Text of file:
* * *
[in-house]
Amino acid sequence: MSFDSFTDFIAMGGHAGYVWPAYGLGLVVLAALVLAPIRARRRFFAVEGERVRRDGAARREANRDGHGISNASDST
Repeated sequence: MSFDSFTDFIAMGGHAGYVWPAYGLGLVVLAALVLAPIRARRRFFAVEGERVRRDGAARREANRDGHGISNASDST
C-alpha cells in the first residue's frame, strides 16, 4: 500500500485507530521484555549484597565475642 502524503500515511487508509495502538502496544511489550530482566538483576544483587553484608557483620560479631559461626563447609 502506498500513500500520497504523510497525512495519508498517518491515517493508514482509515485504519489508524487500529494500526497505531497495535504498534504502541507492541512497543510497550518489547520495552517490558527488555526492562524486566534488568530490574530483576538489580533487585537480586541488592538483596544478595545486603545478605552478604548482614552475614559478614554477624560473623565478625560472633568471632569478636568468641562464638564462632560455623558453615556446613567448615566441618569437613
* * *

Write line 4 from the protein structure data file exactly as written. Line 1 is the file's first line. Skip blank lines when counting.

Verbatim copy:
C-alpha cells in the first residue's frame, strides 16, 4: 500500500485507530521484555549484597565475642 502524503500515511487508509495502538502496544511489550530482566538483576544483587553484608557483620560479631559461626563447609 502506498500513500500520497504523510497525512495519508498517518491515517493508514482509515485504519489508524487500529494500526497505531497495535504498534504502541507492541512497543510497550518489547520495552517490558527488555526492562524486566534488568530490574530483576538489580533487585537480586541488592538483596544478595545486603545478605552478604548482614552475614559478614554477624560473623565478625560472633568471632569478636568468641562464638564462632560455623558453615556446613567448615566441618569437613